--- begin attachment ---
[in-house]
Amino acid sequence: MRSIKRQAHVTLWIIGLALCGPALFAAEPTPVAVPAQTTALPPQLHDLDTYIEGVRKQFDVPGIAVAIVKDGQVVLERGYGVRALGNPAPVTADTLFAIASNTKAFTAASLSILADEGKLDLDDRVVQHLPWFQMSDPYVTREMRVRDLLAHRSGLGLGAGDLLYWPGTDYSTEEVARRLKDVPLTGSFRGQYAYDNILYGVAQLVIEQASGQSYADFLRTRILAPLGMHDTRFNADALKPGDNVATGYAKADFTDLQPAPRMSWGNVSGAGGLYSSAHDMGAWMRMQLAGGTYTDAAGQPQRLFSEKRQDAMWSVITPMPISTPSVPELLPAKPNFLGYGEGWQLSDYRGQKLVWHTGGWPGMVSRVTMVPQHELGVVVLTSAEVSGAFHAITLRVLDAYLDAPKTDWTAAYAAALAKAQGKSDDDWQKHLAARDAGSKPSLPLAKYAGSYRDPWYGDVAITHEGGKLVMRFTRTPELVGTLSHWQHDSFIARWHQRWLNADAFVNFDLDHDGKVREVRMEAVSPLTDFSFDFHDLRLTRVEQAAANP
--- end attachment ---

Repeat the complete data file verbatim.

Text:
[in-house]
Amino acid sequence: MRSIKRQAHVTLWIIGLALCGPALFAAEPTPVAVPAQTTALPPQLHDLDTYIEGVRKQFDVPGIAVAIVKDGQVVLERGYGVRALGNPAPVTADTLFAIASNTKAFTAASLSILADEGKLDLDDRVVQHLPWFQMSDPYVTREMRVRDLLAHRSGLGLGAGDLLYWPGTDYSTEEVARRLKDVPLTGSFRGQYAYDNILYGVAQLVIEQASGQSYADFLRTRILAPLGMHDTRFNADALKPGDNVATGYAKADFTDLQPAPRMSWGNVSGAGGLYSSAHDMGAWMRMQLAGGTYTDAAGQPQRLFSEKRQDAMWSVITPMPISTPSVPELLPAKPNFLGYGEGWQLSDYRGQKLVWHTGGWPGMVSRVTMVPQHELGVVVLTSAEVSGAFHAITLRVLDAYLDAPKTDWTAAYAAALAKAQGKSDDDWQKHLAARDAGSKPSLPLAKYAGSYRDPWYGDVAITHEGGKLVMRFTRTPELVGTLSHWQHDSFIARWHQRWLNADAFVNFDLDHDGKVREVRMEAVSPLTDFSFDFHDLRLTRVEQAAANP